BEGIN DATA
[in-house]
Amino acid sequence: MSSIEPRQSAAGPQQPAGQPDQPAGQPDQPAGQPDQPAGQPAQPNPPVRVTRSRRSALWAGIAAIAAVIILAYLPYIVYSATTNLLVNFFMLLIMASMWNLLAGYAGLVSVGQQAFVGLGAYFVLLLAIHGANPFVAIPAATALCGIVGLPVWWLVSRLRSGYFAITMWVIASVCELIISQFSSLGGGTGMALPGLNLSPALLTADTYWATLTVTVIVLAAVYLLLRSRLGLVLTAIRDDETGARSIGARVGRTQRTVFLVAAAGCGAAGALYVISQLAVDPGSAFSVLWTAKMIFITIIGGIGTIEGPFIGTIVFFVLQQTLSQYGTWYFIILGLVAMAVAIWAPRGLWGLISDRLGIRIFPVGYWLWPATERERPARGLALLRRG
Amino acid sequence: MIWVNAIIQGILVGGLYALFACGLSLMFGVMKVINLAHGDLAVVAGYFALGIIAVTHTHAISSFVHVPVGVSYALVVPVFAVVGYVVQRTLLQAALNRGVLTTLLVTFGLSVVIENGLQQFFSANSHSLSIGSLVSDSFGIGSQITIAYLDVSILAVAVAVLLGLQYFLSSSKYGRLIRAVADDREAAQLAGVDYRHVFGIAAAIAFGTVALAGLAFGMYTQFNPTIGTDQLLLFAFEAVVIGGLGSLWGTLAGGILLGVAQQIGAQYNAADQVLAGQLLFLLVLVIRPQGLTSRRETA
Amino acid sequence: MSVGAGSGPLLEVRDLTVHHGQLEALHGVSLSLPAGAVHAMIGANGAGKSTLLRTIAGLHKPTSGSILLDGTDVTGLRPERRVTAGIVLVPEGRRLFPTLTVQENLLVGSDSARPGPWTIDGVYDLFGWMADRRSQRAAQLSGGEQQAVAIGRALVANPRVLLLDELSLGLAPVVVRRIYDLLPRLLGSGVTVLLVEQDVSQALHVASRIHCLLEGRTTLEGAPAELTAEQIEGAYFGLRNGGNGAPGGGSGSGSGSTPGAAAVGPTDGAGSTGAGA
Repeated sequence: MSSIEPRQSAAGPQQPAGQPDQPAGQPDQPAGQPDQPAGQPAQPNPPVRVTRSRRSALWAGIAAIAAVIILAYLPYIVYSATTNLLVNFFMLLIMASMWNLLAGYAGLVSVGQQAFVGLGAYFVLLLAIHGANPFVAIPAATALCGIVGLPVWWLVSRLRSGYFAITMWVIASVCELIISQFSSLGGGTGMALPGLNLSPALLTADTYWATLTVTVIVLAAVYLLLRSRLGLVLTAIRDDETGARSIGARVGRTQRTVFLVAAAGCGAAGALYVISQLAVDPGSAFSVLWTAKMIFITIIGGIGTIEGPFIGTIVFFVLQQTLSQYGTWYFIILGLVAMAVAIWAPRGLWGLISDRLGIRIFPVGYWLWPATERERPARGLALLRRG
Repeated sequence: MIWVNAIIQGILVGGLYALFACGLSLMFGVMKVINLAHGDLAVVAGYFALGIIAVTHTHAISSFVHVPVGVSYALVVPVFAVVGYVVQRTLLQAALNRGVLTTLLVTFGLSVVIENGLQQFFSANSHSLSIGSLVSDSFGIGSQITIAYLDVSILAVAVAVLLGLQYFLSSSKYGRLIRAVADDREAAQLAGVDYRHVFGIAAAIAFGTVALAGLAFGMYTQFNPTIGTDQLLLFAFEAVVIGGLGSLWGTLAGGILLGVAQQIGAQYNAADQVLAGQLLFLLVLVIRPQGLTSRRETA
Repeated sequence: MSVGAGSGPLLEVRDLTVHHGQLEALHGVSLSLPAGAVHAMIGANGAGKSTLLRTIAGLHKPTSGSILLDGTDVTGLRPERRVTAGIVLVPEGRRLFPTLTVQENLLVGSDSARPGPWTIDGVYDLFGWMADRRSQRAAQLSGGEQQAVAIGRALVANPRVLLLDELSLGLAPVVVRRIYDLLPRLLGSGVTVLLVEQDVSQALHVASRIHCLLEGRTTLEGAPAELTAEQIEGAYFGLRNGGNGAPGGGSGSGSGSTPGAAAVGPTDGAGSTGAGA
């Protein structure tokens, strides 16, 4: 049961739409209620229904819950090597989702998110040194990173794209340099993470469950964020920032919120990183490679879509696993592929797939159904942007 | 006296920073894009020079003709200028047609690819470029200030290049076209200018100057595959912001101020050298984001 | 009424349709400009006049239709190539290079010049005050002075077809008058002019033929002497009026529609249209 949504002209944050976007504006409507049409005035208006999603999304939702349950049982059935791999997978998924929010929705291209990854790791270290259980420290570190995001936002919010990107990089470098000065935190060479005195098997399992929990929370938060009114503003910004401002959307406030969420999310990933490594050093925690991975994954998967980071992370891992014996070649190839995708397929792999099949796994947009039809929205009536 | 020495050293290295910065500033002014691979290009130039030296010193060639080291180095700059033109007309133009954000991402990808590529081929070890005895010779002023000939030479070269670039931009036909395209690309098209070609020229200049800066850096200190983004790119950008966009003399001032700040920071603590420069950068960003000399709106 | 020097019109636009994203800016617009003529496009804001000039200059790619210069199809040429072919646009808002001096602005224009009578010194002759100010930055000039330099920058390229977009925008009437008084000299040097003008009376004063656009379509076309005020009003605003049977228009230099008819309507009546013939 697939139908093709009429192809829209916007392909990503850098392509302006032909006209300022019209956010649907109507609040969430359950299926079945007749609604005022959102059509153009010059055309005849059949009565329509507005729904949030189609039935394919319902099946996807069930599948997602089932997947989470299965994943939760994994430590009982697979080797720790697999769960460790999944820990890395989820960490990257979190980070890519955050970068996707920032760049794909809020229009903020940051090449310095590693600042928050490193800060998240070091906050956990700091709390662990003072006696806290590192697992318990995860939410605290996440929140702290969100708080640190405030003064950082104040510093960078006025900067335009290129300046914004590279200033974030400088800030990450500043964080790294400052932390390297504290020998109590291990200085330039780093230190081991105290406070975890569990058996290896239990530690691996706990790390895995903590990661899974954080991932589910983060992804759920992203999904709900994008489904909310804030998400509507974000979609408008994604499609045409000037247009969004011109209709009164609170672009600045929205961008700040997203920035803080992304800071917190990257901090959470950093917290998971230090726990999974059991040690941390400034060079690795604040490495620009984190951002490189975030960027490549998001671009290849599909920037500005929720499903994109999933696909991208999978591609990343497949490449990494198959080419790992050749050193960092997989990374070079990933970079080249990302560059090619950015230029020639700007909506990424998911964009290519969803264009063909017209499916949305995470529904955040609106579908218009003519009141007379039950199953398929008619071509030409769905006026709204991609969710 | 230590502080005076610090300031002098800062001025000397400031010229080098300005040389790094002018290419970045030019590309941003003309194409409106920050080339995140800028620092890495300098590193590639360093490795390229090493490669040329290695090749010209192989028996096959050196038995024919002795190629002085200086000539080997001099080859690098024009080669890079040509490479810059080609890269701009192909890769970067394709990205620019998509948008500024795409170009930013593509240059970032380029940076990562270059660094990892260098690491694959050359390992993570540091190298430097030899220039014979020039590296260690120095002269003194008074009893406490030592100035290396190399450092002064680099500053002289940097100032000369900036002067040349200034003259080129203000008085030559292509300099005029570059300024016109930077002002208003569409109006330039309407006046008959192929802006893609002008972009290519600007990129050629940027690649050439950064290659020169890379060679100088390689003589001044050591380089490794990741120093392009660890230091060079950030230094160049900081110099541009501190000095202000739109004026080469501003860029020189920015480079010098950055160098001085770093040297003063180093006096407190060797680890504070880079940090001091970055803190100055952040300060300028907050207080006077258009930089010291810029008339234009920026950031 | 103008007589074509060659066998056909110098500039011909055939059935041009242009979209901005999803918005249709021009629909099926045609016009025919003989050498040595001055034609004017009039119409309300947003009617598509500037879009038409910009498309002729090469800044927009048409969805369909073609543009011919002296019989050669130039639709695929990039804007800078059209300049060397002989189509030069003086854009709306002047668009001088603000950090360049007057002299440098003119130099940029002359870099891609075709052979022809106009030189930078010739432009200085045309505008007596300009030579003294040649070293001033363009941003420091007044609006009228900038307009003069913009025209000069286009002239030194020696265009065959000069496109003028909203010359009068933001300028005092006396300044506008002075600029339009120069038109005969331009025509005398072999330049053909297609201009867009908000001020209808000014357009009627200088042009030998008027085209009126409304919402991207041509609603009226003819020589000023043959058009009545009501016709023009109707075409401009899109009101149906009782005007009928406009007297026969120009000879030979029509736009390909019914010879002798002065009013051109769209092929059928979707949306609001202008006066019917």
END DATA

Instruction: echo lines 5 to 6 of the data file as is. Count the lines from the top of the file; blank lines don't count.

Repeated sequence: MSSIEPRQSAAGPQQPAGQPDQPAGQPDQPAGQPDQPAGQPAQPNPPVRVTRSRRSALWAGIAAIAAVIILAYLPYIVYSATTNLLVNFFMLLIMASMWNLLAGYAGLVSVGQQAFVGLGAYFVLLLAIHGANPFVAIPAATALCGIVGLPVWWLVSRLRSGYFAITMWVIASVCELIISQFSSLGGGTGMALPGLNLSPALLTADTYWATLTVTVIVLAAVYLLLRSRLGLVLTAIRDDETGARSIGARVGRTQRTVFLVAAAGCGAAGALYVISQLAVDPGSAFSVLWTAKMIFITIIGGIGTIEGPFIGTIVFFVLQQTLSQYGTWYFIILGLVAMAVAIWAPRGLWGLISDRLGIRIFPVGYWLWPATERERPARGLALLRRG
Repeated sequence: MIWVNAIIQGILVGGLYALFACGLSLMFGVMKVINLAHGDLAVVAGYFALGIIAVTHTHAISSFVHVPVGVSYALVVPVFAVVGYVVQRTLLQAALNRGVLTTLLVTFGLSVVIENGLQQFFSANSHSLSIGSLVSDSFGIGSQITIAYLDVSILAVAVAVLLGLQYFLSSSKYGRLIRAVADDREAAQLAGVDYRHVFGIAAAIAFGTVALAGLAFGMYTQFNPTIGTDQLLLFAFEAVVIGGLGSLWGTLAGGILLGVAQQIGAQYNAADQVLAGQLLFLLVLVIRPQGLTSRRETA